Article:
The staff at the Gulu Support the Children Organization (GUSCO), which runs the centre, acknowledge that child mothers like Coney are their biggest challenge. Counsellors do their best to teach parenting skills, but the trauma experienced at the hands of the LRA is difficult, if not impossible, to overcome. The future is bleak for other reasons as well. Like other formerly abducted children, the young women are burdened with problems that can only lead to further destitution and despair: little or no education, few marketable skills, and, in many instances, no families to support them. And while HIV testing is voluntary, nearly half of those young mothers who agree to be checked are found to be HIV positive.
Vicky, 18, shares a large tent with Coney and more than 50 other young girls at the GUSCO camp. At 14, she was abducted by the LRA along with her younger brother (who was later killed in battle). An LRA commander gave Vicky a gun and asked if she would rather fight or die. She chose the former. During an attack against the Ugandan army last fall, she was shot in the face and left for dead. She is now missing an eye; a thick scar runs across her right eye socket and down to her painfully swollen jaw. Tears constantly flow down the side of her face because of damage to a duct. “My parents live in a camp,” Vicky says, wiping her cheek. “It is very difficult for them to care for me. And if the LRA finds me, they will kill me.”
Like Vicky’s family, an estimated one million people, roughly 80 to 90 per cent of the population in northern Uganda, are living in these camps for “internally displaced persons” (IDPS). Conditions are appalling, characterized by a lack of water, food and health care. Tragically, the population of the camps has increased dramatically over the past 18 months, for several reasons. In March 2002, the Ugandan government launched Operation Iron Fist—an attack on LRA strongholds in southern Sudan. Instead of being destroyed, the LRA hit back with a campaign in northern Uganda, carrying out further atrocities and swelling its ranks with even more abducted children. With homes ablaze, their possessions looted and their children at risk, Acholi families had no choice but to turn to the camps. Compounding the problem, in late 2002 the Ugandan government made it mandatory for all vulnerable citizens in the north to relocate to the camps—even as LRA raids on relief convoys and aid workers have severely hampered efforts to assist those living in them.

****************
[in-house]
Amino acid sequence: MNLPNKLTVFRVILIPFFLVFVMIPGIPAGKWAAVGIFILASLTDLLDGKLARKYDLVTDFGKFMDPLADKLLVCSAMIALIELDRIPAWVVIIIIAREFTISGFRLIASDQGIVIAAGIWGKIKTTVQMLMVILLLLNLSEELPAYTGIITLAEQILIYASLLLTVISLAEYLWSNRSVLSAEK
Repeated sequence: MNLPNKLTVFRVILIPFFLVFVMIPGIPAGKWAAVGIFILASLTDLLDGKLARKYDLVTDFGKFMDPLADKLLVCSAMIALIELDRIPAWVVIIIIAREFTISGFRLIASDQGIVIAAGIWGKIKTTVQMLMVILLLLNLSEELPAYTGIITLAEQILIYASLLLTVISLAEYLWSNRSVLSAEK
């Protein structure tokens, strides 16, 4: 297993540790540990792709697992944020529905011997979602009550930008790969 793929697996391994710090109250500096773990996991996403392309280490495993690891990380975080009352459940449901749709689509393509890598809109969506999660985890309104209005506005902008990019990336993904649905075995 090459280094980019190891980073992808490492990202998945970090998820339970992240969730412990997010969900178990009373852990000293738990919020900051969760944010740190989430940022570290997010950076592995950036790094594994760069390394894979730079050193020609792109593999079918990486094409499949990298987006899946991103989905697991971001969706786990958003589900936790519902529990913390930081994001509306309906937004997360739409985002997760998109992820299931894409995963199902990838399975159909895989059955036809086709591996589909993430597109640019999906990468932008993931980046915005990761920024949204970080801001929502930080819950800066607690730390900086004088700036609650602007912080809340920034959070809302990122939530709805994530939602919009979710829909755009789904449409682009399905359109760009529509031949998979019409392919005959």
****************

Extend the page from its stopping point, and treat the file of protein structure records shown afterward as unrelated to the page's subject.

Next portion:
At the Awer camp in Gulu district, Benjamin Oballim, the chairman, struggles to deal with the plight of more than 26,000 IDPs under his charge. In the mid-1990s, Oballim lost everything when fighting between the Ugandan army and the LRA broke out near his home. “We just remain here until we die,” he says, as others standing around him nod in agreement. “We can see no future for our children.”
Walking through Awer camp, it is easy to understand why. Families are crammed into small mud huts, children play around rancid garbage and human waste, and even though it is only noon the chairman must contend with interruptions from a rowdy group of drunken men. After 17 years of war and displacement, cultural norms and traditions have been all but obliterated. HIV infection in northern Uganda is thought to be twice the country’s national average, which the UN estimates is five per cent. All that, coupled with young and old living without opportunity, has resulted in a growing sense of defeat. “If the whole world cannot see our suffering,” concludes Oballim, “then they should just dig a pit, put all the Acholi people in it, pour gasoline on us and set us alight because we cannot go on like this.”